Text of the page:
Sustainability is integral to smart farming. It is at the center of a farmer’s daily work and drives improvement efforts on the farm.
BASF has developed a Life Cycle Assessment (LCA) model called AgBalance® to support farmers and value chain players in measuring, demonstrating, and improving their sustainability performance in farm operations across all three sustainability pillars: environmental, social, and economic. The model can assess production of at least 30 different crops on a global scale, and this number is steadily increasing as new studies are conducted.
Measuring sustainability with Life Cycle Assessments
Life cycle thinking yields a robust assessment mechanism to monitor sustainability performance. It is about including environmental, social, and economic impacts of a product over its entire life cycle to go beyond the traditional focus on production site and manufacturing processes. This may facilitate the analysis of trade-offs between the three dimensions of sustainability within entire value chains.
BASF developed AgBalance® in 2009-2010 to assess sustainability in the farming sector, applying principles of the LCA framework defined by the ISO 14040/14044 standards. The state-of-the-art model is based on the Eco-Efficiency Analysis Its environmental impact assessment is based on the European Commission’s Product Environmental Footprint (PEF) recommendation; it incorporates the newest methodology by the International Panel on Climate Change (IPCC) and quantifies scope 1, 2 and 3 emissions as defined by the GHG Protocol. AgBalance® received the latest assurance statement from the DNV GL certifier in 2020 and is scientifically validated with external stakeholders.
A variety of farming practices and inputs shape sustainability in agriculture
AgBalance® offers a comprehensive comparative analysis of farming practices showing the results in relation to a baseline scenario. How does it work in practice? The first step is to record all available data to characterize for the analyzed cultivation systems. Using diverse scientific methodologies, the inserted data are then recalculated into environmental, economic, and social impacts – click on the icons in the infographic below to view the different impact categories.
Input categories on a farm
Improving sustainability performance through a holistic view of farm operations
AgBalance® offers both single and aggregated environmental impact assessments. Single environmental impact in AgBalance® covers 15 recommended Product Environmental Footprint (PEF)12 impact categories plus a biodiversity assessment. Aggregated environmental impact summarizes these impact categories in a single result, in accordance with the recommended PEF normalization and weighting scheme. Aggregating the impact across all categories allows for a holistic view of farm sustainability. Crucially, it can capture the trade-offs across different kinds of environmental impact as well as that between economy and environment implied by certain practices.
Click below to read about AgBalance’s impact categories (including the main drivers in the context of farm operations):
Single environmental impacts
Climate change: net emission of trace Greenhouse Gases (GHGs), such as CO2, CH4 and N2O, driven by the likes of livestock enteric fermentation, nitrogen fertilization, rice cultivation and fuel combustion. Measured in kg CO2 equivalent
Acidification: potential of various substances (e.g., NH3 and NO2) to oxidize in the air and then react with water to lead to acid deposition in unbuffered water bodies, forests, and soils. Measured in mol H+ ions equivalent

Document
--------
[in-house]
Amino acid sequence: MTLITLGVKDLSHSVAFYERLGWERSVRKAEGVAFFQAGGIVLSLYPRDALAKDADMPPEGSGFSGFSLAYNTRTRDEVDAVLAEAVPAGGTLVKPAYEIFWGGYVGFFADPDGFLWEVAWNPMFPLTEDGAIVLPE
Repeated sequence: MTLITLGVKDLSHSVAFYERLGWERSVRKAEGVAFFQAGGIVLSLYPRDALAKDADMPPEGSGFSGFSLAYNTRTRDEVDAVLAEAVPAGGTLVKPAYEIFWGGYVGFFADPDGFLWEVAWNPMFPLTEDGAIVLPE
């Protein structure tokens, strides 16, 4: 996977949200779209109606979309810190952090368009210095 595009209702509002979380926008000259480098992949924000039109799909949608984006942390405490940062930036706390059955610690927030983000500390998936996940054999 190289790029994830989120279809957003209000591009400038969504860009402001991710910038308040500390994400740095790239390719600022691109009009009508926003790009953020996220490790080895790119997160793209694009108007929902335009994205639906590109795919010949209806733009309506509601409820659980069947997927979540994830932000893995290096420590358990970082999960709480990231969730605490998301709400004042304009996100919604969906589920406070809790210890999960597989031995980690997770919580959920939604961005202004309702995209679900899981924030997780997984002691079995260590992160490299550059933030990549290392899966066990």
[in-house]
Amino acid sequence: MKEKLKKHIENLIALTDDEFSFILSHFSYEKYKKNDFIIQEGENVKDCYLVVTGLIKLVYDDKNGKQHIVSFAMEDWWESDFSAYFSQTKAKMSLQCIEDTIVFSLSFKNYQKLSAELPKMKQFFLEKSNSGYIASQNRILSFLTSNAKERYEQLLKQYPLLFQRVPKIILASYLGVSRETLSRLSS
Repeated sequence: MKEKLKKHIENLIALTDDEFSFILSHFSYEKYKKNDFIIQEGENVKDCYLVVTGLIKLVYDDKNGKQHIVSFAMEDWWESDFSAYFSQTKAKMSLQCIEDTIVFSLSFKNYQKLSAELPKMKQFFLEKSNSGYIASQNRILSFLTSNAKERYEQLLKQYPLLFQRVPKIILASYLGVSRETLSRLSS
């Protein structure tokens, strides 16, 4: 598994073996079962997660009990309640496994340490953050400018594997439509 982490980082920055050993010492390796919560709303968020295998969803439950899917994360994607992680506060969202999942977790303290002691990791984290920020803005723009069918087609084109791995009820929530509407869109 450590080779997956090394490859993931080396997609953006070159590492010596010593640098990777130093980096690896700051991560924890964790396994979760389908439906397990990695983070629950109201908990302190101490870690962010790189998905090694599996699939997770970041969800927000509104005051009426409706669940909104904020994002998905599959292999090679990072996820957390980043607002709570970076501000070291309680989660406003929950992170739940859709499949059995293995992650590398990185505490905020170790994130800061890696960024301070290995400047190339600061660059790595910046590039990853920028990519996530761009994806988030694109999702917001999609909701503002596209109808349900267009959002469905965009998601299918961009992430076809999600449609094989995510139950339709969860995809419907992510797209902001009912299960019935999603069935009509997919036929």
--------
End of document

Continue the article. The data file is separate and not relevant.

Marine eutrophication: development of an anoxic layer in marine ecosystems due to dead plant biomass, resulting mainly from nitrate leaching and runoff driven by nitrogen fertilization. Measured in kg N equivalent
Freshwater eutrophication: development of an anoxic layer in freshwater ecosystems due to dead plant biomass, resulting mainly from runoff driven by phosphate fertilization. Measured in kg P equivalent
Terrestrial eutrophication: altering of plant community composition and decrease in biodiversity, caused by an excess of available N in soil ecosystems, which is in turn driven by over-fertilization. Measured in mol N equivalent
Human toxicity (cancer and non-cancer effects): potential impact on both cancer and non-cancer disease prevalence of, e.g., agrochemicals, fertilizers, diesel, plastics etc. used in farm operations, based on environmental fate, exposure, and effects. Measured in CTUh (comparative toxic units, the estimated increase in human morbidity per kg of a chemical compound)
Freshwater ecotoxicity: impact of chemicals on the health of water organisms and ecosystems. Measured in CTUe (comparative toxic units, the potentially affected fraction of species, integrated over time and volume, per kg of substance emitted)
Land use: assessment of land occupation and transformation over time using indicators such as biotic production, erosion resistance, mechanical filtration, and groundwater replenishment. Measured as a dimensionless soil quality index aggregating the above indicators of ecosystem functions
Ozone depletion: decrease in amount of atmospheric ozone due to reaction with free radical catalysts, e.g., NO and Cl-., coming from the likes of halocarbon refrigerants and foam-blowing agents (CFCs mainly) which can be released through burning crop residues or field biomass. Measured in kg CFC-11 equivalent
Particulate matter: increase in human mortality rate due to increased exposure to PM2,5, a mixture of solid particles and liquid droplets found in air, which forms out of various chemicals (e.g., NOx, SOx) emitted through soil cultivation, fuel combustion and biomass burning. Measured in deaths per kg PM2,5
Photochemical ozone formation: formation of ozone at the tropospheric level due to radiation-induced photolysis of NOx and non-methane volatile organic compounds (NMVOCs); this is driven mainly by fertilization, diesel combustion and paddy rice methane production. Measured in kg NMVOC equivalent